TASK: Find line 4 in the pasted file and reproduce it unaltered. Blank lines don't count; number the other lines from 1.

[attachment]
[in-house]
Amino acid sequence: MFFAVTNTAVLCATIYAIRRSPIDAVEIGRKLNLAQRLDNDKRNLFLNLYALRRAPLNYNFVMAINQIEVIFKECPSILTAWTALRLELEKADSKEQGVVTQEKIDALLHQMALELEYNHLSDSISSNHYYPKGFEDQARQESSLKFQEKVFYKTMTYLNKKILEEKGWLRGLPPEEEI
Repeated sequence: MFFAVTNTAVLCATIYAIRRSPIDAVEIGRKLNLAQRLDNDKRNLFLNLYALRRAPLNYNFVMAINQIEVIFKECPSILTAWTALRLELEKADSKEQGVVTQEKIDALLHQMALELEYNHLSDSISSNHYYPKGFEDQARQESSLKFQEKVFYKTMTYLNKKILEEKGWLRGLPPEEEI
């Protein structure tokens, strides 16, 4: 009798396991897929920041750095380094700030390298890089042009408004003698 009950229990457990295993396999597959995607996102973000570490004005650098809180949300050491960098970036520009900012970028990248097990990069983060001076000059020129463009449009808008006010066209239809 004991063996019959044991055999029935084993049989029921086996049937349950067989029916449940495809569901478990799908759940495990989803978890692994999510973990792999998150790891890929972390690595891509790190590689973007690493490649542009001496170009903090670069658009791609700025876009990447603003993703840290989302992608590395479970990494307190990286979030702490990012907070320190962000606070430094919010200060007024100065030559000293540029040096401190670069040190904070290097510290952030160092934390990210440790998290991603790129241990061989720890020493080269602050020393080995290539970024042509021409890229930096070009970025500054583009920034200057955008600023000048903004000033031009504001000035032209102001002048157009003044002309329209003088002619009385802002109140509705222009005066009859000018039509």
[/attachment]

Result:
């Protein structure tokens, strides 16, 4: 009798396991897929920041750095380094700030390298890089042009408004003698 009950229990457990295993396999597959995607996102973000570490004005650098809180949300050491960098970036520009900012970028990248097990990069983060001076000059020129463009449009808008006010066209239809 004991063996019959044991055999029935084993049989029921086996049937349950067989029916449940495809569901478990799908759940495990989803978890692994999510973990792999998150790891890929972390690595891509790190590689973007690493490649542009001496170009903090670069658009791609700025876009990447603003993703840290989302992608590395479970990494307190990286979030702490990012907070320190962000606070430094919010200060007024100065030559000293540029040096401190670069040190904070290097510290952030160092934390990210440790998290991603790129241990061989720890020493080269602050020393080995290539970024042509021409890229930096070009970025500054583009920034200057955008600023000048903004000033031009504001000035032209102001002048157009003044002309329209003088002619009385802002109140509705222009005066009859000018039509």